We do know there are other causes of microcephaly, other infectious agents, like Rubella or German measles can sometimes cause that condition, and some other environmental exposures, or even things like alcohol can sometimes be related to that very serious birth defect.

Q: Some lawmakers are talking about the need for a Zika czar. So can you talk about -- a bit about this response to Zika? Can you compare it to the response to Ebola? And could you talk a bit about -- are we better prepared now because of the actions we took earlier with the Ebola, and if so, how?

DR. FAUCI: Well, I think we are clearly better prepared for an outbreak like Zika than we were, let's say, a year or so ago. I mean, I think that's testified by the fact that we have responded very, very rapidly to this. We had the President of the United States involved in a very thorough briefing and briefings of this very early on. So this is something that I can say we are very much on top of. So the idea of waiting until something bad happens before you do anything, that's not the case.

I mean, as you know, Ebola just lingered on before people, at least in Africa, started to get really excited about -- the first case was in December of 2014, and then by March, when there were a lot of cases, people started to realize that. So that's the first thing.

The idea about coordination, right now this is a very well-coordinated endeavor. It is predominantly HHS, but there's USAID and State also involved. But right now, the coordination, at least from someone who's been through these kinds of outbreaks, I think is quite good, and I don't really see right now any need for, yet again, having another czar. But if the situation evolves that it would require that, I'm sure that the President would be very open to making that decision.

MR. EARNEST: I just want to amplify that aspect of the answer. Because when the President appointed Ron Klaine to come and work at the White House, his responsibility was not to offer specific medical advice but to actually coordinate the resources from a variety of government agencies that were instrumental to the response. So you'll recall, at the time there actually was a significant deployment of DOD assets to West Africa to begin to address some of the concern that was existing on the ground. There was a legitimate question about the role of the Department of Homeland Security in terms of securing the border, monitoring officials -- or monitoring travelers as they entered the country. So there obviously was a need for significant DHS involvement in that response.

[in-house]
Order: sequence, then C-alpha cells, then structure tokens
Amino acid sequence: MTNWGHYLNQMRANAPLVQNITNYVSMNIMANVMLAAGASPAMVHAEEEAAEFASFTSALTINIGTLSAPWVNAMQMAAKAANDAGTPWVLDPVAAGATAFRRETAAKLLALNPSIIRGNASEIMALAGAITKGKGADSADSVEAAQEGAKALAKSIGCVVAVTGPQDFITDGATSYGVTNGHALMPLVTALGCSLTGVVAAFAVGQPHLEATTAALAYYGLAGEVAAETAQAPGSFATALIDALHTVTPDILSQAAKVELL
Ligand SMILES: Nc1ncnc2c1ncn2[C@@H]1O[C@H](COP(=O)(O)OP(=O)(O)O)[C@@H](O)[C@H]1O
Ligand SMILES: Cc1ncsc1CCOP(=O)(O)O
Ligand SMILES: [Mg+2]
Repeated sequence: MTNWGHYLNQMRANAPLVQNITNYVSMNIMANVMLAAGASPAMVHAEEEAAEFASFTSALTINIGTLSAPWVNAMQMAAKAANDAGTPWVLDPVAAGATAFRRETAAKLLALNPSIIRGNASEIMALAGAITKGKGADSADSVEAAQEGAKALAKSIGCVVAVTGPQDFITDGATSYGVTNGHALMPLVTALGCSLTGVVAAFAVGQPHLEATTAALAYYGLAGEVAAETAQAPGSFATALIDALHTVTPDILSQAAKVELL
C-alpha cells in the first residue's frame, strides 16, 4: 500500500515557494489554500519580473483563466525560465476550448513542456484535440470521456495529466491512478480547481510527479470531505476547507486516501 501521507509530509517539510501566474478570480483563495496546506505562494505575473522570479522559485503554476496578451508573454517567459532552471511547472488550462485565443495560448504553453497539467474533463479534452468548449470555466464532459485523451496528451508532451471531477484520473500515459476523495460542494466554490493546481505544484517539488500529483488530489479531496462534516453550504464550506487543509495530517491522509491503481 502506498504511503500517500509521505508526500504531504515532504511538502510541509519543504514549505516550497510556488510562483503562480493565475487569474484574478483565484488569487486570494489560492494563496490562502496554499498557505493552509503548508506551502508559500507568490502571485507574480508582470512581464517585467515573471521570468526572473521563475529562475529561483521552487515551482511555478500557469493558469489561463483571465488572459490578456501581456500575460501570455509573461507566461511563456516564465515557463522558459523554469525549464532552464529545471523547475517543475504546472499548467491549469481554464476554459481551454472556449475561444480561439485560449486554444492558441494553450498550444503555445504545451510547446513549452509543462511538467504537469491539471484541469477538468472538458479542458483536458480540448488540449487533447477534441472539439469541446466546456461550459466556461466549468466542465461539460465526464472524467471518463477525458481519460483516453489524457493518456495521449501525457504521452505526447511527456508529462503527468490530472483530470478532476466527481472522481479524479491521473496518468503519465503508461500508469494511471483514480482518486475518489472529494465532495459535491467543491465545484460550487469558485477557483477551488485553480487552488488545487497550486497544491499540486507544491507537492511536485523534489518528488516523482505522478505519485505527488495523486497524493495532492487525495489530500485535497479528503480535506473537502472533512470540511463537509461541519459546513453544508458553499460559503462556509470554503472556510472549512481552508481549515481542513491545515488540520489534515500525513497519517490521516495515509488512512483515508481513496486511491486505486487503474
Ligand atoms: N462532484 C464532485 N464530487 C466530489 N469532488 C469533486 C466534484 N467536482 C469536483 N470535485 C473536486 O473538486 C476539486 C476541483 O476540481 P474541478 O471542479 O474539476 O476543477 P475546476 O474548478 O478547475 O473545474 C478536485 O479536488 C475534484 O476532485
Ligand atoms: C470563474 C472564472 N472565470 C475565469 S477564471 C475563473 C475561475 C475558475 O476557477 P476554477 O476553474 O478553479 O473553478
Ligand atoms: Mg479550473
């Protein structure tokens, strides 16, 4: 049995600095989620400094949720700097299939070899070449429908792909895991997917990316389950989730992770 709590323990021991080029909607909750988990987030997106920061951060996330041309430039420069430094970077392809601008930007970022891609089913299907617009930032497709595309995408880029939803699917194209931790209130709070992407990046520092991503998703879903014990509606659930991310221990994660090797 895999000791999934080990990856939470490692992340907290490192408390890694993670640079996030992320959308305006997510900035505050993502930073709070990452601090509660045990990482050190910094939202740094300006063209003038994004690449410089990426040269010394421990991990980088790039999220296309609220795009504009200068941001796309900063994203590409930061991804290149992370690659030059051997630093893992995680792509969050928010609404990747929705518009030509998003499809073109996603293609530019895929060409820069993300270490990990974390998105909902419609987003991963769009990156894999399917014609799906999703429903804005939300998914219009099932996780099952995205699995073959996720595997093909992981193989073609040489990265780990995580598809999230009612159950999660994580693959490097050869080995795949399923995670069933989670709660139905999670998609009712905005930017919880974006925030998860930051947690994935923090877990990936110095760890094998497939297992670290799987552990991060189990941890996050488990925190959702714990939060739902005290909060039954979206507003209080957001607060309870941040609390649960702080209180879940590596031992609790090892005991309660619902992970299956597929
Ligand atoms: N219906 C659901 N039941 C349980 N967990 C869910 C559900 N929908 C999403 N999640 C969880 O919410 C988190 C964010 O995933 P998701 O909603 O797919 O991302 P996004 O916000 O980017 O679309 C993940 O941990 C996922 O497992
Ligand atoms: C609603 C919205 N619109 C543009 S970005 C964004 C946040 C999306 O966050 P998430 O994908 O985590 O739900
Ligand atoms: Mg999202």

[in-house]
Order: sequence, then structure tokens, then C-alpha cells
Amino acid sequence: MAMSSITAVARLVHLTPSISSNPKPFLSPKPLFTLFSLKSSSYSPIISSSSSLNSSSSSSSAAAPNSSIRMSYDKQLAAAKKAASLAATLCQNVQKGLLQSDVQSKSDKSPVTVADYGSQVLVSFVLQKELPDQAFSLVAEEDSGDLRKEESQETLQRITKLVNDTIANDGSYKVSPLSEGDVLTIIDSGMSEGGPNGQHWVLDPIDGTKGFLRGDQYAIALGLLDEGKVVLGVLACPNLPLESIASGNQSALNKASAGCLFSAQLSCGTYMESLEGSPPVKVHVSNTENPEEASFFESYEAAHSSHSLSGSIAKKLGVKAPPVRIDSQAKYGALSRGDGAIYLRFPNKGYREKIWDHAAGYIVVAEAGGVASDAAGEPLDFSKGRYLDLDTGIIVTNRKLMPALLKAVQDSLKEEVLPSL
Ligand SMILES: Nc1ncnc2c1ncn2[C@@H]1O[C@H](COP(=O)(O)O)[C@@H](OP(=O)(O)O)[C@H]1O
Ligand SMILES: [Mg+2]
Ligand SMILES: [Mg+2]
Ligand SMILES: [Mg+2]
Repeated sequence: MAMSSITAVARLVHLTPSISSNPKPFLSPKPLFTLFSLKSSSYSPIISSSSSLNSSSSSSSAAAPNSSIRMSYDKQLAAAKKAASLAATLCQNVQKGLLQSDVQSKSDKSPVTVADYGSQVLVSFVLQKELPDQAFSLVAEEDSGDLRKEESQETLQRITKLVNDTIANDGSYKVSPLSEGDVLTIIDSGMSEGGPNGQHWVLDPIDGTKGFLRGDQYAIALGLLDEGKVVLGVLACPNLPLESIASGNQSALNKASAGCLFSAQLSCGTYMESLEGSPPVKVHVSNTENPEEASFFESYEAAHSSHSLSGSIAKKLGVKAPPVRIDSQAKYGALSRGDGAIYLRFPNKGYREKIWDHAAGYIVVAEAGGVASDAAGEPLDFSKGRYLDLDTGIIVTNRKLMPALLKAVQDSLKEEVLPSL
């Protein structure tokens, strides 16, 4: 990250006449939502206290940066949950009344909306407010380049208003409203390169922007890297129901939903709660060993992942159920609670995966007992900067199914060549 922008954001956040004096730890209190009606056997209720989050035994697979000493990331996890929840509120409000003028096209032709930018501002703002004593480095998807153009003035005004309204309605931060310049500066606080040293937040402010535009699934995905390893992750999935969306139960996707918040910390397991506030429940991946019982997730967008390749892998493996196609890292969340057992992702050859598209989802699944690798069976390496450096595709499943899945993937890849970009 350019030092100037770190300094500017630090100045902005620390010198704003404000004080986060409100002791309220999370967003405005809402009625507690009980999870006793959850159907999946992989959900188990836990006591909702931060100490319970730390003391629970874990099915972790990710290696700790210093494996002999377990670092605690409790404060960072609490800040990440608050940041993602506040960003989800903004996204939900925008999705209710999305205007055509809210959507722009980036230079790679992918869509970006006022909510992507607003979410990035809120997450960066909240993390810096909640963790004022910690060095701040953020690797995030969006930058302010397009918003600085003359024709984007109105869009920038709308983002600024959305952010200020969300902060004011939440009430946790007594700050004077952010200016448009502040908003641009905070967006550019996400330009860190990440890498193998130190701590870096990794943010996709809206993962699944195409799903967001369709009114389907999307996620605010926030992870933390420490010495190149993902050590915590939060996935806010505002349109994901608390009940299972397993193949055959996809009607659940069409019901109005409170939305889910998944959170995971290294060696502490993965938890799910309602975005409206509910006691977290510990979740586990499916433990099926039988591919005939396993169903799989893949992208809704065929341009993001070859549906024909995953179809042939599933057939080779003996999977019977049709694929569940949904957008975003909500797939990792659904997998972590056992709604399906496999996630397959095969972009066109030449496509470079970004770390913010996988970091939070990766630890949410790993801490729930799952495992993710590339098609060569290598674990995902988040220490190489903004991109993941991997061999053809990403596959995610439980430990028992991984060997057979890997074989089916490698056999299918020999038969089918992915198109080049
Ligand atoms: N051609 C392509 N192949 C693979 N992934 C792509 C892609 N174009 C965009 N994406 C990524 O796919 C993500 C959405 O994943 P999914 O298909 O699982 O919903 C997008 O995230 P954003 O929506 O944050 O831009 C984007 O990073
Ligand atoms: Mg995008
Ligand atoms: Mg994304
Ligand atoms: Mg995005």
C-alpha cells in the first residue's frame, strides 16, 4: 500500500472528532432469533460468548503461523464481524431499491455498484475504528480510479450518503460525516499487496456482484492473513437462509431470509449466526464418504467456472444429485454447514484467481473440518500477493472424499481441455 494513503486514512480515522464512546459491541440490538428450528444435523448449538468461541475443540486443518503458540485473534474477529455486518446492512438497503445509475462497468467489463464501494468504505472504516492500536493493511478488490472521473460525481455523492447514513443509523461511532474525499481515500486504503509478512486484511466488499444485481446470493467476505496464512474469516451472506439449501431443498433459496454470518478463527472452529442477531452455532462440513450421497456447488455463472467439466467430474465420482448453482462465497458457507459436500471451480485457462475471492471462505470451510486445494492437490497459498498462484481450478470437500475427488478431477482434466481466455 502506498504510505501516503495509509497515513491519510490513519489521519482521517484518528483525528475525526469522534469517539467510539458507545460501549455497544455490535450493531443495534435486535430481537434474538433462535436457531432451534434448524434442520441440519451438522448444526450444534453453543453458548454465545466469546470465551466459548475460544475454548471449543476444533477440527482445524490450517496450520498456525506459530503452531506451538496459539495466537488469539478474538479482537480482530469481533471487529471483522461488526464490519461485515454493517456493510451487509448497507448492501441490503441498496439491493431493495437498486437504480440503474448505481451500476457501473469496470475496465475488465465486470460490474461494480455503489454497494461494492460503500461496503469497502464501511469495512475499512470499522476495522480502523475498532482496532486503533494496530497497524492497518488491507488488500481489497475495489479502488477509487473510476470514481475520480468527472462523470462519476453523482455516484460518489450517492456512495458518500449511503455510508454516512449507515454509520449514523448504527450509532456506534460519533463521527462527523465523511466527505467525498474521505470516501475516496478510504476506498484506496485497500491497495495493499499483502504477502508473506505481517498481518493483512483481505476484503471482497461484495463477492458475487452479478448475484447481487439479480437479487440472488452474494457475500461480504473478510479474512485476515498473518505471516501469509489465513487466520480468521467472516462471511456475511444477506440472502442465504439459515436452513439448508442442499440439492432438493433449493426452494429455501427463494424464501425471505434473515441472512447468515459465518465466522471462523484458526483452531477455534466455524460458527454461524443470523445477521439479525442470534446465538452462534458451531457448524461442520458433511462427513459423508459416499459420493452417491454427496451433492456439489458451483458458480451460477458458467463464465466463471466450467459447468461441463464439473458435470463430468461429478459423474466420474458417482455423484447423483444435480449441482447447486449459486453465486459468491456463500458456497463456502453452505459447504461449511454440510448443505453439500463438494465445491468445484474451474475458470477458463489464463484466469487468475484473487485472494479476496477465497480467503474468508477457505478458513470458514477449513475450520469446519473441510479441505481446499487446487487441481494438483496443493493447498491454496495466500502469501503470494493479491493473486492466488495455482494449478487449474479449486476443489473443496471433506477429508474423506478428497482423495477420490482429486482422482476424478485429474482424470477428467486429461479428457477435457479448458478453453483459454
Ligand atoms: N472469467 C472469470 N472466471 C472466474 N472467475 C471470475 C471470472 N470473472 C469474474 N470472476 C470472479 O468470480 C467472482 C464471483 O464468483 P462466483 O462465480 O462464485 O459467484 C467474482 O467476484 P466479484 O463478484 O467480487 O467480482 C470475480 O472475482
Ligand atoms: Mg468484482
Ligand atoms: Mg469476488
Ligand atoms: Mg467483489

Right now, those kinds of things are not yet determined to be necessary, so there are fewer agencies involved in the response. And, as Dr. Fauci points out, because these agencies did work together in the response in Ebola, those muscles have been exercised, so to speak. So if this does become something that requires an even greater commitment of resources from a variety of government agencies, then the President would be in a position to consider something like that, but right now he's not.

Sarah.

Q: At the debate on Saturday, Governor Christie said that there would definitely be scenarios in which he would be willing to impose a quarantine to prevent the spread of the Zika virus. From a public health and sort of public perception perspective, is it helpful for state leaders to say that type of thing? And do you foresee a scenario in which quarantining travelers from Brazil would be necessary?

DR. SCHUCHAT: The most important thing here is that this is a mosquito-borne virus and that we really need to focus on mosquito control in the areas where it's spreading, and really good information for people who may be traveling to such areas. So I think that would be the public health strategy that would be our focus right now.

MR. EARNEST: Kevin.

Q: Thanks. Just a question about spring break, which is right around the corner. You're talking about tens of thousands of young Americans who will be traveling to areas that may have already been impacted by the virus. Is there a specific strategy to reach out to them so that they're aware of the risks? And have we gotten to a point already where, perhaps, we should refrain even from traveling to some of these areas in large numbers?

DR. SCHUCHAT: Travel to Zika-affected areas is very common among Americans, and we don't think that needs to stop. We do think it's important for people who are pregnant or maybe pregnant to be aware of the risks, and for their sexual partners to be aware of the risk as well. So we're not canceling spring break. We're telling people who are pregnant you may not want to go.

DR. FAUCI: So the numbers are really astounding when I found that out. There's about 30 million travelers back and forth from that region. That's a lot of people. And that really relates to the issue that was asked about quarantine and things like that. That's an astounding number.

MR. EARNEST: We have time for two more. Roberta.

Q: Can you say how much the United States has already spent on Zika research to this point? And secondly, this summer when the weather heats up and there will be mosquitoes present in certain areas, the areas that you've described, how concerned are you that this issue is going to become politicized, given the political season that we'll be in?